The Sea of Tiberias was another name for the Sea of Galilee. After Jesus' resurrection, his disciples had returned there from Jerusalem; Peter wanted to keep occupied, so he decided to go fishing. His friends, including other fishermen (James and John), decided to go with him. They caught nothing - echoes of Luke 5:5. As in that incident, Jesus told them to let down the nets again - this time in a specific direction - and again they caught a large haul of fish. Without Jesus they can do nothing; with him all things are possible. The 'beloved disciple' (unnamed in John's gospel, but usually thought to be John himself) recognised who it was, and Peter immediately put on his outer robe (for decency) and jumped into the water to get to Jesus as soon as possible while the others pull the catch ashore. There they find breakfast prepared, to which they add some of the fish they had caught.
John emphasises the size of the catch, and the fact that the nets were not torn. The exact number of fish is given. Lots of people have theories about the significance of the number 153; it is probably best just to take it as showing beyond doubt that the catch was remarkable. (I, who am no fisherman, can remember the size of a Nile Perch I caught on Lake Victoria nearly twenty years ago!) The main point is that despite the size of the catch, the net was not broken; the Church needs to be confident that the kingdom of God always has room for more, and won't be damaged by the addition of this one or that one.
After breakfast Jesus takes Peter for a walk. Much has been made of the play on words in this section: Jesus uses two words for love, two words for feed/care for, two words for sheep, while Peter uses two words for know, and two words for love. Interpreters come to opposite conclusions about the significance of the word play - was Peter expressing a greater or a lesser degree of love than Jesus was asking about? Elsewhere John uses both words interchangeably, and it is probable that he is doing the same here. The main point is that Jesus cancels out Peter's threefold denial (John 18:15-18,25-27) by extracting a threefold affirmation from him - note that Peter refuses to compare himself to the other disciples (unlike in Matthew 26:33) - and by giving him a threefold commission to pastor his flock. Peter is hurt by the three-fold repetition; but in cutting so deeply Jesus is ensuring true healing takes place, while at the same time ensuring that Peter's future ministry will not be compromised by pride. All our service of God needs to be marked by the cross. Peter's end was to be by literal crucifixion; he who had boasted that he would die for Jesus would indeed do so.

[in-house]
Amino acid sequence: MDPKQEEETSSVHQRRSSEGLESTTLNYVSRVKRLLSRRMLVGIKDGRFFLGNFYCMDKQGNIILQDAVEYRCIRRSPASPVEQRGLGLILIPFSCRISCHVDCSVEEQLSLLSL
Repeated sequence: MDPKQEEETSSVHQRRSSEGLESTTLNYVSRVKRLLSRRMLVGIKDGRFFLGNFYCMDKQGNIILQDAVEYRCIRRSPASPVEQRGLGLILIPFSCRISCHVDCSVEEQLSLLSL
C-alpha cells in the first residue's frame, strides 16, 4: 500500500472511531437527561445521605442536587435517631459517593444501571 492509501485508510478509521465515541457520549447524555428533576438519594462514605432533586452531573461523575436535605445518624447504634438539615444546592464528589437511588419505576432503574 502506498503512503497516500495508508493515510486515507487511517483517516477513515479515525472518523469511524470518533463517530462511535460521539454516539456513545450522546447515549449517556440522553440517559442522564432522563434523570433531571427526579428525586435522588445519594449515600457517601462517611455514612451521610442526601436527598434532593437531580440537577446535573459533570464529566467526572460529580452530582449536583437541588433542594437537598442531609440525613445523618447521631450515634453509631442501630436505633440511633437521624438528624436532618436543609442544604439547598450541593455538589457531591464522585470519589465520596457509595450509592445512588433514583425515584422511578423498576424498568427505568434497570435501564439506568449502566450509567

ISSUES AND QUESTIONS
1) If the 'net' of the kingdom of God is strong enough to hold huge numbers, why does the church have so many divisions?
2) Are there any types of people who cannot be included within the kingdom?
3) If Jesus asked us the same questions he asked Peter, how would we answer? What would we feel?
IDEAS FOR MEETINGS
Can you remember a conversation with someone which was particularly significant for you?
1) Read through the story, giving time for members to imagine that they are one of the disciples in the boat. But after breakfast, instead of speaking to Peter, ask them to imagine that Jesus speaks to them as individuals. What does he say? How do they respond?
2) Prepare some pieces of paper shaped like fish. Ask the group members to divide the fishes between them, and to write on them the names of individuals or groups of people they would like to see brought into the kingdom of God. Put the fish together, then each member picks a fish at random. Ask them to write a prayer for that person or group on the other side of the paper. If there is time, pray those prayers. At the end of the meeting divide the rest of the fishes among the group, and ask them to pray during the week for the people written on the fishes.